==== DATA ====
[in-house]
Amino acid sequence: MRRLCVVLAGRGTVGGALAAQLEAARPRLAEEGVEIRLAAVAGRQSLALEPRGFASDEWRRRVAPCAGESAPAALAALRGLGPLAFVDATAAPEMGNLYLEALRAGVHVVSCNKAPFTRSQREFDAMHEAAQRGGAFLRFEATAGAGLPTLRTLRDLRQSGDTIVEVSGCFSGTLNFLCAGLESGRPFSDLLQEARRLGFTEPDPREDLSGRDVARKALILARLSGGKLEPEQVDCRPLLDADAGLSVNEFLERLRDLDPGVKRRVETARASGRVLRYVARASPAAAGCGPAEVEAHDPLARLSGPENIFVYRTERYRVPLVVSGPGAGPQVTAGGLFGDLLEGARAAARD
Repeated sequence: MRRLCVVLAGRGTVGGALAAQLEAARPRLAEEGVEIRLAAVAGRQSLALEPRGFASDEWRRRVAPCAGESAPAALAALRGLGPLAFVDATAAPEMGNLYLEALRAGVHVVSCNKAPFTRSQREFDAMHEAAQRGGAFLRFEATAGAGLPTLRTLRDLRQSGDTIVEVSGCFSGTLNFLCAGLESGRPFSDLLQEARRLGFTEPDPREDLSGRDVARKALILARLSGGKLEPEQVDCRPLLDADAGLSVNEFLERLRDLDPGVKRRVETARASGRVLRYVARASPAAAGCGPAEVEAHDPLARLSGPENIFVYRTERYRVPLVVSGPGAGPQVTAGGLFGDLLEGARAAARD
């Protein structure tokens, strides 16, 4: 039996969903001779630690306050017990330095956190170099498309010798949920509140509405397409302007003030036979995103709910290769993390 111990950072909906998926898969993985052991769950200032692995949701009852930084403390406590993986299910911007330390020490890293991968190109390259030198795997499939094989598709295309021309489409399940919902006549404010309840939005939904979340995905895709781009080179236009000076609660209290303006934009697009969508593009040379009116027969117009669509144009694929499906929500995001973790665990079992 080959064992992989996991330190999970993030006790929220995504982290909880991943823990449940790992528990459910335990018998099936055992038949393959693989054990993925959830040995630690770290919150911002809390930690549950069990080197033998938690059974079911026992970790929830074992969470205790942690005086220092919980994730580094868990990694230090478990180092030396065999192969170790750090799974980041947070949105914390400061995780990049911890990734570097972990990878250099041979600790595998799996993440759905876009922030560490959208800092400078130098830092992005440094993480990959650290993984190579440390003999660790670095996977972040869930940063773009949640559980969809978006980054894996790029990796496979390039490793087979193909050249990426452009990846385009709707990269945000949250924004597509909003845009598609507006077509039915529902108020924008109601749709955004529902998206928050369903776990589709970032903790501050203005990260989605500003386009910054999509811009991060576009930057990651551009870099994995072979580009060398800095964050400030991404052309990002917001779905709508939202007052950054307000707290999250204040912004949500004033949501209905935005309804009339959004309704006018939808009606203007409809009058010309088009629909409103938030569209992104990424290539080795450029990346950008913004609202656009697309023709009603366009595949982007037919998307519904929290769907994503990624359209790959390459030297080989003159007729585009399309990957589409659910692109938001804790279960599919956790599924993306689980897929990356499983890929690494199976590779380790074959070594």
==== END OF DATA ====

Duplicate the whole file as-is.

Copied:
[in-house]
Amino acid sequence: MRRLCVVLAGRGTVGGALAAQLEAARPRLAEEGVEIRLAAVAGRQSLALEPRGFASDEWRRRVAPCAGESAPAALAALRGLGPLAFVDATAAPEMGNLYLEALRAGVHVVSCNKAPFTRSQREFDAMHEAAQRGGAFLRFEATAGAGLPTLRTLRDLRQSGDTIVEVSGCFSGTLNFLCAGLESGRPFSDLLQEARRLGFTEPDPREDLSGRDVARKALILARLSGGKLEPEQVDCRPLLDADAGLSVNEFLERLRDLDPGVKRRVETARASGRVLRYVARASPAAAGCGPAEVEAHDPLARLSGPENIFVYRTERYRVPLVVSGPGAGPQVTAGGLFGDLLEGARAAARD
Repeated sequence: MRRLCVVLAGRGTVGGALAAQLEAARPRLAEEGVEIRLAAVAGRQSLALEPRGFASDEWRRRVAPCAGESAPAALAALRGLGPLAFVDATAAPEMGNLYLEALRAGVHVVSCNKAPFTRSQREFDAMHEAAQRGGAFLRFEATAGAGLPTLRTLRDLRQSGDTIVEVSGCFSGTLNFLCAGLESGRPFSDLLQEARRLGFTEPDPREDLSGRDVARKALILARLSGGKLEPEQVDCRPLLDADAGLSVNEFLERLRDLDPGVKRRVETARASGRVLRYVARASPAAAGCGPAEVEAHDPLARLSGPENIFVYRTERYRVPLVVSGPGAGPQVTAGGLFGDLLEGARAAARD
């Protein structure tokens, strides 16, 4: 039996969903001779630690306050017990330095956190170099498309010798949920509140509405397409302007003030036979995103709910290769993390 111990950072909906998926898969993985052991769950200032692995949701009852930084403390406590993986299910911007330390020490890293991968190109390259030198795997499939094989598709295309021309489409399940919902006549404010309840939005939904979340995905895709781009080179236009000076609660209290303006934009697009969508593009040379009116027969117009669509144009694929499906929500995001973790665990079992 080959064992992989996991330190999970993030006790929220995504982290909880991943823990449940790992528990459910335990018998099936055992038949393959693989054990993925959830040995630690770290919150911002809390930690549950069990080197033998938690059974079911026992970790929830074992969470205790942690005086220092919980994730580094868990990694230090478990180092030396065999192969170790750090799974980041947070949105914390400061995780990049911890990734570097972990990878250099041979600790595998799996993440759905876009922030560490959208800092400078130098830092992005440094993480990959650290993984190579440390003999660790670095996977972040869930940063773009949640559980969809978006980054894996790029990796496979390039490793087979193909050249990426452009990846385009709707990269945000949250924004597509909003845009598609507006077509039915529902108020924008109601749709955004529902998206928050369903776990589709970032903790501050203005990260989605500003386009910054999509811009991060576009930057990651551009870099994995072979580009060398800095964050400030991404052309990002917001779905709508939202007052950054307000707290999250204040912004949500004033949501209905935005309804009339959004309704006018939808009606203007409809009058010309088009629909409103938030569209992104990424290539080795450029990346950008913004609202656009697309023709009603366009595949982007037919998307519904929290769907994503990624359209790959390459030297080989003159007729585009399309990957589409659910692109938001804790279960599919956790599924993306689980897929990356499983890929690494199976590779380790074959070594």